Perhaps unsurprisingly, different federal courts of appeal, whose decisions cover cases in different “circuits” or regions of the country, have developed different standards. Some, like the one deciding Drew’s case, have defined the “some benefit” standard to “merely be more than de minimis.” Others have adopted a heightened standard, holding that the “some benefit” standard requires a “meaningful educational benefit.” The result is that the courts of appeal are split on the correct interpretation, and only the Supreme Court can definitively resolve the conflict so that the federal law has the same meaning nationwide. Absent Supreme Court action, the rights and benefits under the IDEA will continue to vary depending on the happenstance of one’s residence. As the U.S. government’s brief in support of Drew’s appeal points out, a disabled student living in New York City might lose because the Second Circuit Court of Appeals uses the lower standard, while a similar student in New Jersey, where the Third Circuit uses the higher standard, might win (see also here for the government’s role in this case).

A Second Supreme Court Interpretation With Uncertain Impact

A USA Today article on Drew’s case has implied that the Court’s ruling may have a large effect since “[t]hroughout the country, thousands of dissatisfied parents and guardians have battled school districts for decades over what they consider inadequate efforts to educate children with disabilities. Many students have been moved from public to private schools, and parents often go to court seeking reimbursement based on the public schools’ alleged failure to educate their children.” Its actual impact, however, will depend on what the Court says and how it says it.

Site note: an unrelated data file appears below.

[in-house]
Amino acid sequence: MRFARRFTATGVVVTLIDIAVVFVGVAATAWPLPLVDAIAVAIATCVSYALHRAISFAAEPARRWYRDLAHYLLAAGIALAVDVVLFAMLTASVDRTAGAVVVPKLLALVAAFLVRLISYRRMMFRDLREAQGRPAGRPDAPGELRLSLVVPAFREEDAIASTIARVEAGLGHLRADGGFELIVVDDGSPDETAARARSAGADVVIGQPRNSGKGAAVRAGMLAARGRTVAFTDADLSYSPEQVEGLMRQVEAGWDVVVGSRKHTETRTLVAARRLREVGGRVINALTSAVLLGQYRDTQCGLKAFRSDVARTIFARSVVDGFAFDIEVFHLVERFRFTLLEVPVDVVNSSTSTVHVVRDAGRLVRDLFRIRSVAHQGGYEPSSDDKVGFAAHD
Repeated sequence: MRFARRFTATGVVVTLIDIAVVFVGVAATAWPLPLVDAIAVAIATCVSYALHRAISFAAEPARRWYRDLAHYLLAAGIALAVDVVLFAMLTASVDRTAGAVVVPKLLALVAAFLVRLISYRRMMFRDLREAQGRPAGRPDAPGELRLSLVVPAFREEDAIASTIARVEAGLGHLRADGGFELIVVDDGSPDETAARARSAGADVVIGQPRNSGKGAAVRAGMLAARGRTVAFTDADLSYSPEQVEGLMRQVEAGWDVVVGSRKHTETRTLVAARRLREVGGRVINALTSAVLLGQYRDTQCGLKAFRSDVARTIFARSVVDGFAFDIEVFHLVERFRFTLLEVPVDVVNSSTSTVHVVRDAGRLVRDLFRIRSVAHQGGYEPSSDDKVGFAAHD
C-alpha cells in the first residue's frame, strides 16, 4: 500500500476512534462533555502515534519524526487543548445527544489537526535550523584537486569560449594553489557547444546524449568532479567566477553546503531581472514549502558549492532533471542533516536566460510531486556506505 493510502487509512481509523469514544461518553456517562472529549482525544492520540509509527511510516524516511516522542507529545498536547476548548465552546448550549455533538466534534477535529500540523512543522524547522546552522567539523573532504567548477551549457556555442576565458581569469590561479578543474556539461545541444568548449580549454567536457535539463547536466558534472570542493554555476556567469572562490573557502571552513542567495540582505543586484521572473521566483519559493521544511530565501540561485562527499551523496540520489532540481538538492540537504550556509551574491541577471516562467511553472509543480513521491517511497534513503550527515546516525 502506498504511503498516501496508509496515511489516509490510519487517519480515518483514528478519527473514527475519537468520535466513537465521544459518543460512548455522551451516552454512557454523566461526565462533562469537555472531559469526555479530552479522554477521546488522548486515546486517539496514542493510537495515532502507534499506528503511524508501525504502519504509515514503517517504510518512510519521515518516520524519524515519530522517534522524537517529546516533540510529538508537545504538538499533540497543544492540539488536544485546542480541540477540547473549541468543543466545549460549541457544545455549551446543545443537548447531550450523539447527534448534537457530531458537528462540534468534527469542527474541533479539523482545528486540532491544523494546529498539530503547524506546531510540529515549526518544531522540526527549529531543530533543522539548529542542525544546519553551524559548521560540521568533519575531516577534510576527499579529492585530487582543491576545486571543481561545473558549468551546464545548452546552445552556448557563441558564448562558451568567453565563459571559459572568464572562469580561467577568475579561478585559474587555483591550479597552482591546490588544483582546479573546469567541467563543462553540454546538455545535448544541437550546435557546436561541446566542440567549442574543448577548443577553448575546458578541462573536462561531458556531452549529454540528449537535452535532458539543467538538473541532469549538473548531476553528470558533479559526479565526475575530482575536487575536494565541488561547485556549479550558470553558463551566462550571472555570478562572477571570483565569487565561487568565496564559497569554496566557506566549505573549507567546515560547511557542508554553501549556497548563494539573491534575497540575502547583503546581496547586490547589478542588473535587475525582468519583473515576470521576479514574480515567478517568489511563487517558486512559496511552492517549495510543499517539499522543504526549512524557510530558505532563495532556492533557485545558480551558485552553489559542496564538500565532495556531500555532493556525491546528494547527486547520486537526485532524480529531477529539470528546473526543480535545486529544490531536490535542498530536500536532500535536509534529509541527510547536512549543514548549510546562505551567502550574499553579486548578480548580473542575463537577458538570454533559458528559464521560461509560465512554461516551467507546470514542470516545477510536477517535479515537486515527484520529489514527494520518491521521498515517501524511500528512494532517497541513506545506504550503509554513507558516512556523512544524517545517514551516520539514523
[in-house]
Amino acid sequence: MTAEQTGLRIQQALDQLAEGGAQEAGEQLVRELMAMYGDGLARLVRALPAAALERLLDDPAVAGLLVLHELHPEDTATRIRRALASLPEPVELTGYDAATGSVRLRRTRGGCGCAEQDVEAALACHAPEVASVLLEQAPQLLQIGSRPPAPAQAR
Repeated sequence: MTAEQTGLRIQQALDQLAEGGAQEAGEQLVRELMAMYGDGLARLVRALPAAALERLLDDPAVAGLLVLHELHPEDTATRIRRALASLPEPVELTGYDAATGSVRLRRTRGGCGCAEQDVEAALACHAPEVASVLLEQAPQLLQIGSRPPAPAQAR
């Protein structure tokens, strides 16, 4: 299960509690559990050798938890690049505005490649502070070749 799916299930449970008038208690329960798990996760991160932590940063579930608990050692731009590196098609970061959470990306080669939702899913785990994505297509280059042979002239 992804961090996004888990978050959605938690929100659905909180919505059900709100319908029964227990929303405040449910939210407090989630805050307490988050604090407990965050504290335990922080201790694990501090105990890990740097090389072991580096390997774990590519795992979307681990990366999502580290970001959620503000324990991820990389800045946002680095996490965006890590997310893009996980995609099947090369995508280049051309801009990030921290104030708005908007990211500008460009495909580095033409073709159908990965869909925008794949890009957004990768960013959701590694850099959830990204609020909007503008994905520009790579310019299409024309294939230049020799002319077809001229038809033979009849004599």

Even if the Supreme Court opts for a higher standard, Drew’s parents will not necessarily win automatic reimbursement. The Court may instead direct a lower court to apply any new standard to Drew’s circumstances, and, as with Rowley in 1982, it will take some time for lower courts to flesh out its meaning in practice through case-by-case adjudication.

The Court will set the case for argument early next year, with a decision likely by June. The wheels of judicial interpretation do turn rather slowly, but Green & Write will continue to follow this case in the months ahead.

Contact Dirk at zuschla2@msu.edu

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Dirk Zuschlag is a second-year education policy doctoral student. His research interests involve the interaction of teacher professionalism and accountability policies. Prior to entering MSU, Dirk taught public high school social studies for sixteen years and served as a learning coach and staff developer. He also spent thirteen years practicing law earlier in his career. He has a J.D. and an M.A. in Education from the University of Michigan, as well as a B.A. from Duke University.